In contrast to discrete credit rating systems, the Altman *Z* score (10) is a continuous numerical score, the calculation of which combines five financial ratios for each manufacturing firm (see *Methods and Data*), [3]The smaller the *Z* score, the larger the probability that bankruptcy will occur within 2 y. During the 2007–2009 recession, two large financial institutions, J. P. Morgan and Nomura Securities advocated buying stocks of companies with a high Altman *Z* score and selling stocks of companies with a low *Z* score (20). Additionally, we note that Goldman Sachs has adopted the *Z* score model for long-short baskets in 2008–2010 (top 10% and bottom 10% *Z* scores). The prefactors multiplying the ratios *X*_{i} in ref. 3 are determined by employing discriminant analysis, which assumes normality in empirical data. Recently, the impact of outlier observations on the parameter estimation and significance testing of the entire model was addressed in refs. 21–23, where the authors used logarithmic transformations of the financial ratios and truncated values for many ratios at two or three standard deviations from the mean to reduce the outlier impact. Besides, Altman and Saunders proposed using the firms’ multiple ratio score as a superior means of addressing the correlation between credit assets in asset management to arrive at an optimal portfolio, both in terms of which securities to include and their weightings (19).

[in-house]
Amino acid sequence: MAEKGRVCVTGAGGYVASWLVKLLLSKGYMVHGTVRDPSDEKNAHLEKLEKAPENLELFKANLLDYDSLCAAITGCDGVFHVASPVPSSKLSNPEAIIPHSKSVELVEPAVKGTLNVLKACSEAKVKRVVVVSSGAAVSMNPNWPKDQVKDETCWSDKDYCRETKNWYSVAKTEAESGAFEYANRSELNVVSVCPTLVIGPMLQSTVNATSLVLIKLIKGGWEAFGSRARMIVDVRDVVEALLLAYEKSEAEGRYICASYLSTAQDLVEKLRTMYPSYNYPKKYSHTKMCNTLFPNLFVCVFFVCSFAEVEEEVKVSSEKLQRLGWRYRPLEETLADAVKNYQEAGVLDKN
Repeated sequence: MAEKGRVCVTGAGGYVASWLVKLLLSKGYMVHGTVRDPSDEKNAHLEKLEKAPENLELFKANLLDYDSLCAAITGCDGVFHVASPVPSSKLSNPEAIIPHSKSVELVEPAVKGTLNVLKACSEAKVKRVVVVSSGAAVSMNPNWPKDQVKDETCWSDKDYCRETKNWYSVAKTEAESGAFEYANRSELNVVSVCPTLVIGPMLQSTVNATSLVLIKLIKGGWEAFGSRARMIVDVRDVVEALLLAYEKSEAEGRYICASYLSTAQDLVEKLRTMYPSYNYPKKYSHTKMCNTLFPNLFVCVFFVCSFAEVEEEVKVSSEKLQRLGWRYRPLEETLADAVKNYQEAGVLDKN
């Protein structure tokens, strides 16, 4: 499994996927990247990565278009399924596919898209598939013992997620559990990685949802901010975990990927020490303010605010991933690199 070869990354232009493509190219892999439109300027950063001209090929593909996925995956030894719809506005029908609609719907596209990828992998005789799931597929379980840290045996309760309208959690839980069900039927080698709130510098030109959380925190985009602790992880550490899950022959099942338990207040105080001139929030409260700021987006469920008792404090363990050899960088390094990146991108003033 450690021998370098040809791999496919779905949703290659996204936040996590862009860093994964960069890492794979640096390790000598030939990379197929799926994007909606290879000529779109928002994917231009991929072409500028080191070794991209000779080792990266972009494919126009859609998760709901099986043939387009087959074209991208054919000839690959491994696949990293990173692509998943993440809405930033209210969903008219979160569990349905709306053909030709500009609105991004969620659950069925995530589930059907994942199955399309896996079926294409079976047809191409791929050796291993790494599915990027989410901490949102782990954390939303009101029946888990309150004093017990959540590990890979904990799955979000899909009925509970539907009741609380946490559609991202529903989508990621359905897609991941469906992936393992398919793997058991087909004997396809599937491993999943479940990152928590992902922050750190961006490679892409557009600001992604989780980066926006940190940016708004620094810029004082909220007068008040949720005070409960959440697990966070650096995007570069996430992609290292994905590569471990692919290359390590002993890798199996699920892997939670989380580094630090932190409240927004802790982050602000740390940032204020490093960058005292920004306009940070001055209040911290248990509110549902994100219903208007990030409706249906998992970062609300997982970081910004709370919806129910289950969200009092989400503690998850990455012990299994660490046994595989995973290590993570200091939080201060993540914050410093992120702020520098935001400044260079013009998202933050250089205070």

In addition to the Altman *Z* score, the Zmijewski *Z*_{m} score is also a widely employed multiple credit ratio (11), and is a combination of three financial ratios (see *Methods and Data*), [4]Another widely employed model, a Hazard model (12), incorporates *X*_{6} and *X*_{7} ratios for forecasting bankruptcy.

Utilizing the map between the *Z* score and the S&P bond rating developed by Altman and Hotchkiss (14), we take the *Z* score (14) as a proxy for a continuous credit rating, where the *Z* changes quantify the rating changes.